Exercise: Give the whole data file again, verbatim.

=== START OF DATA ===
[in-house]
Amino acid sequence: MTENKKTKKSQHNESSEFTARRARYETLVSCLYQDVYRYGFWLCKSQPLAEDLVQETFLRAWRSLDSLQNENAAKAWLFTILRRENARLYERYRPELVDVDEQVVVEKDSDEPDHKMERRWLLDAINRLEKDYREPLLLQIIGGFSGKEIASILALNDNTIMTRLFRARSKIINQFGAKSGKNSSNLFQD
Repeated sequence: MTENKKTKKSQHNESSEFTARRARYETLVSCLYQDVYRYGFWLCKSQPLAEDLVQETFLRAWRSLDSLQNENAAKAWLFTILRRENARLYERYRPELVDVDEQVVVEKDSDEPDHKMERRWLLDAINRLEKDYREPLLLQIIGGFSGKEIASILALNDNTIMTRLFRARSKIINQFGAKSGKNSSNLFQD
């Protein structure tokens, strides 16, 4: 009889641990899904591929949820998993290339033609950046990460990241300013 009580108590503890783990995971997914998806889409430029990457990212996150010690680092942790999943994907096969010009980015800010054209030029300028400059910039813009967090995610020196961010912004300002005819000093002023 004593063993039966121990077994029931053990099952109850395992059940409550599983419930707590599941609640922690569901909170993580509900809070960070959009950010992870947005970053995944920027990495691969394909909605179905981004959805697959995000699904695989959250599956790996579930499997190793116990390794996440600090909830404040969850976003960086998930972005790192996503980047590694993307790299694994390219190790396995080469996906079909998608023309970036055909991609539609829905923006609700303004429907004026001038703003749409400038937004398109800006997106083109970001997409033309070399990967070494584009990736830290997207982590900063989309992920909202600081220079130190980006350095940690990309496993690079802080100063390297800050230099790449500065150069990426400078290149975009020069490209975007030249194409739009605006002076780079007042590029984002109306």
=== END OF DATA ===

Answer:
[in-house]
Amino acid sequence: MTENKKTKKSQHNESSEFTARRARYETLVSCLYQDVYRYGFWLCKSQPLAEDLVQETFLRAWRSLDSLQNENAAKAWLFTILRRENARLYERYRPELVDVDEQVVVEKDSDEPDHKMERRWLLDAINRLEKDYREPLLLQIIGGFSGKEIASILALNDNTIMTRLFRARSKIINQFGAKSGKNSSNLFQD
Repeated sequence: MTENKKTKKSQHNESSEFTARRARYETLVSCLYQDVYRYGFWLCKSQPLAEDLVQETFLRAWRSLDSLQNENAAKAWLFTILRRENARLYERYRPELVDVDEQVVVEKDSDEPDHKMERRWLLDAINRLEKDYREPLLLQIIGGFSGKEIASILALNDNTIMTRLFRARSKIINQFGAKSGKNSSNLFQD
């Protein structure tokens, strides 16, 4: 009889641990899904591929949820998993290339033609950046990460990241300013 009580108590503890783990995971997914998806889409430029990457990212996150010690680092942790999943994907096969010009980015800010054209030029300028400059910039813009967090995610020196961010912004300002005819000093002023 004593063993039966121990077994029931053990099952109850395992059940409550599983419930707590599941609640922690569901909170993580509900809070960070959009950010992870947005970053995944920027990495691969394909909605179905981004959805697959995000699904695989959250599956790996579930499997190793116990390794996440600090909830404040969850976003960086998930972005790192996503980047590694993307790299694994390219190790396995080469996906079909998608023309970036055909991609539609829905923006609700303004429907004026001038703003749409400038937004398109800006997106083109970001997409033309070399990967070494584009990736830290997207982590900063989309992920909202600081220079130190980006350095940690990309496993690079802080100063390297800050230099790449500065150069990426400078290149975009020069490209975007030249194409739009605006002076780079007042590029984002109306």